The importance of having in-depth knowledge of print customers also was raised during the "Growth Opportunities for Print" general session at the recent Graph Expo and Converting Expo 02 in Chicago. As part of his presentation, Dr. Joe Webb, president of Strategies for Management in Harrisville, RI, advised printers to know why clients print and why they don't. This effort should also involve learning the overall goals of customers and seeing things from their perspectives, he says.
Cost reduction is key to the success of all printers, Webb asserts. To truly make this a competitive advantage, however, he recommends starting with development of a "right-skilled" staff since everything else—such as technology—can be duplicated by others.
Webb also addressed the blunt question—"Will print survive?" He says the findings from his industry research indicate that:
* Mass market advertisers have few alternatives to print.
* Traditional consumer media are more secure than business-to-business vehicles.
* Direct mail is still a major growth area.
* Print must solidify its position in the media mix, chiefly by reducing its relative total cost.
According to NAPL's Paparozzi, a growing number of the printers surveyed by his association recognize the need to diversify. "The prevailing mindset still is to try to bring everything in-house," he says. "However, more printers are recognizing that the fastest way to profitable diversification may be through a partnership, whether it be an informal partnership, merger or acquisition."
Getting back to the shorter term, the PIA and NAPL economists agree there are a variety of other developments that will shape the outlook for the coming year.
There's good news and bad news concerning the outlook for printers' operating costs in 2003, Davis says. "On the positive side, the loose print labor markets should keep wage and salary costs in check. Also, consumables—such as ink, film and plates—shouldn't escalate too much. Two potential areas of concern are paper prices and employee health care costs," he explains.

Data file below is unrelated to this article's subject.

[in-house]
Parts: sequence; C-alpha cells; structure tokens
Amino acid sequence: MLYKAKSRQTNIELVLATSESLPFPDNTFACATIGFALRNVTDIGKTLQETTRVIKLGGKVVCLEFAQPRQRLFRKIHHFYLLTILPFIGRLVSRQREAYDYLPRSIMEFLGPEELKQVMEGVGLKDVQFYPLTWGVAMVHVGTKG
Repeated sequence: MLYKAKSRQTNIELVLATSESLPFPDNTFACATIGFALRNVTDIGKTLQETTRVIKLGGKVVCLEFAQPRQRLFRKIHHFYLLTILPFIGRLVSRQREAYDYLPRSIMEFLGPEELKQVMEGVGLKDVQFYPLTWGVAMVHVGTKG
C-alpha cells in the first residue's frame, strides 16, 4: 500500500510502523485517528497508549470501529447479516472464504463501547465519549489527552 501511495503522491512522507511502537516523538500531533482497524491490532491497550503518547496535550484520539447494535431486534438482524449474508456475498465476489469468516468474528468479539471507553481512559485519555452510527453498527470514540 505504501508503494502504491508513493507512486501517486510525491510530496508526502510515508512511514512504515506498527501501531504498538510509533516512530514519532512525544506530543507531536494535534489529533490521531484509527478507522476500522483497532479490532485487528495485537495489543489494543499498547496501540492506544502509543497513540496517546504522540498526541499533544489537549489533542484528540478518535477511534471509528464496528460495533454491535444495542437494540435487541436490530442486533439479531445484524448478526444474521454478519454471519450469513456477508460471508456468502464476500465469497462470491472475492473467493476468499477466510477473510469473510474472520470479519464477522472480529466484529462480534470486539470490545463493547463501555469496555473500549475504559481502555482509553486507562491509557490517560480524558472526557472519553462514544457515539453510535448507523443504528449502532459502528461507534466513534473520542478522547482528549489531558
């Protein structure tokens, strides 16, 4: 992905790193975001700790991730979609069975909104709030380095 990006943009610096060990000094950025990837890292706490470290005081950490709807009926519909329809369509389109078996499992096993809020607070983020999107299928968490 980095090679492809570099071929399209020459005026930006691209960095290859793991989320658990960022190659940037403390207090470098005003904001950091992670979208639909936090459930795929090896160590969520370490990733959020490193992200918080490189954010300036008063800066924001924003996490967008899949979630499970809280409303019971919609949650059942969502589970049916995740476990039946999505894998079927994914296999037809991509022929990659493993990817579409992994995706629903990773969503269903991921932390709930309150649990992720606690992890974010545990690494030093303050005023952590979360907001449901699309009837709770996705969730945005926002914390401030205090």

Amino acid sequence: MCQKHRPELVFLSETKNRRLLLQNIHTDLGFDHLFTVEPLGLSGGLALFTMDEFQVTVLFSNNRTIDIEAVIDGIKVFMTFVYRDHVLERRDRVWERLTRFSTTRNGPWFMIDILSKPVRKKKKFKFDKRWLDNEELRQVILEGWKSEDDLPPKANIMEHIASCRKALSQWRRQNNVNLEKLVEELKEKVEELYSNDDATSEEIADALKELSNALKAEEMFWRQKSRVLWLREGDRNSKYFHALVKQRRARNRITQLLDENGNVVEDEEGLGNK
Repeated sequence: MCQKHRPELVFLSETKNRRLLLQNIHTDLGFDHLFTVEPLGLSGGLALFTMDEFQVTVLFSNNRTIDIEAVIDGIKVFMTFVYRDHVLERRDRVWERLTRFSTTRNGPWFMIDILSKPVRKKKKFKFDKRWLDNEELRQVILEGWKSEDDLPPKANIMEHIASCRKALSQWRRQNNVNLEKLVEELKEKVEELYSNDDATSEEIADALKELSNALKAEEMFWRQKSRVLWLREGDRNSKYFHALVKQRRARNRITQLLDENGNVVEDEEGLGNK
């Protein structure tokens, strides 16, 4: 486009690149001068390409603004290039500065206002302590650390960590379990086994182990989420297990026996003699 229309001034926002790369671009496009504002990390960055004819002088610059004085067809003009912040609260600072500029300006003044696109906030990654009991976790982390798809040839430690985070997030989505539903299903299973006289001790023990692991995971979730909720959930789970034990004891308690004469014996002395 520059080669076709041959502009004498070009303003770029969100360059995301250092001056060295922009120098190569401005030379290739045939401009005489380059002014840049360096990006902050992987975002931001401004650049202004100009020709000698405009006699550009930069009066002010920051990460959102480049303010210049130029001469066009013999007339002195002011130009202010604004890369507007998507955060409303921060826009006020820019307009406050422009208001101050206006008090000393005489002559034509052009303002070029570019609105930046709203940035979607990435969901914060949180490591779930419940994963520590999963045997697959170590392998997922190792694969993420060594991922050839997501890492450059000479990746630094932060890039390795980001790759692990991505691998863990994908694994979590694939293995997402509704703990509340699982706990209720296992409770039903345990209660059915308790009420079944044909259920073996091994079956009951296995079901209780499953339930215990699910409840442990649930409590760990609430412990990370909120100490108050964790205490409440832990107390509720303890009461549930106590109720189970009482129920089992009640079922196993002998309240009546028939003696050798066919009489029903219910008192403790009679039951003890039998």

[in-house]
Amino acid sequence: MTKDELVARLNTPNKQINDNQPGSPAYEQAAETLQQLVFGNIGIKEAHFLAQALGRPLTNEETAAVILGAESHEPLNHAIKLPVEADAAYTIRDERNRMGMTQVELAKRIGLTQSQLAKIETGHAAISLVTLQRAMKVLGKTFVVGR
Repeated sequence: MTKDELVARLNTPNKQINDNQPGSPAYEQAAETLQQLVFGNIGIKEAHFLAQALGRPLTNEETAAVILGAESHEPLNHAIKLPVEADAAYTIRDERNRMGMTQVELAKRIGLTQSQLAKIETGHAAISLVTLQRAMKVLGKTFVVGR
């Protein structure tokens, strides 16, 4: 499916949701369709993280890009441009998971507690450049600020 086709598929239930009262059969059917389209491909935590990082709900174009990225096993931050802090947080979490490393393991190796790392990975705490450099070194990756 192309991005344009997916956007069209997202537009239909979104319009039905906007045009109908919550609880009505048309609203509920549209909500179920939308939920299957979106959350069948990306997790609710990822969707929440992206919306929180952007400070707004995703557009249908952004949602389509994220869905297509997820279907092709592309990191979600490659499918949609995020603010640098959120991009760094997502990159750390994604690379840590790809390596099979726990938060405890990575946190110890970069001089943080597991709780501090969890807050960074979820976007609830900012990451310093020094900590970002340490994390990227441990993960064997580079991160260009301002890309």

Paparozzi points out that since consumer spending has been the only engine driving the economy of late, the outlook for 2003 really depends on whether or not consumers can continue to keep the economy growing until help arrives from business investment or Washington.
"No one knows the answer, but my feeling is that it comes down to employment. If the economy can continue to create jobs, we are going to be OK," he says. "Underneath the legitimate concerns, we are starting to see some improvement in the business fundamentals."
Then again, all bets could be off if there's any setback in the war on terrorism, Paparozzi cautions.
"The American economy is founded on confidence, so anything that undermines that confidence is going to push the economy back into recession," he says."Any effort, whether it is diplomatic or military, that removes the ambiguity and results in a favorable outcome for us will help the economy."
There's that dreaded word again.
Top 10 Critical Trends in Print
In a special session at Graph Expo, Frank Romano, industry pundit and professor at the Rochester (NY) Institute of Technology, identified what he says are the top 10 developments that will affect the printing industry over the next five years:
1 -- Digital links to customers
2 -- Wide-format digital imaging
3 -- Waterless printing
4 -- Practical e-commerce
5 -- Computer-to-plate adoption, on-and off-press
6 -- Workflow, from digits to dots and out the dock
7 -- Technology integration for hybrid printing solutions
8 -- Cross-media production
9 -- Variable-data printing/mass customization
10 -- Distributed printing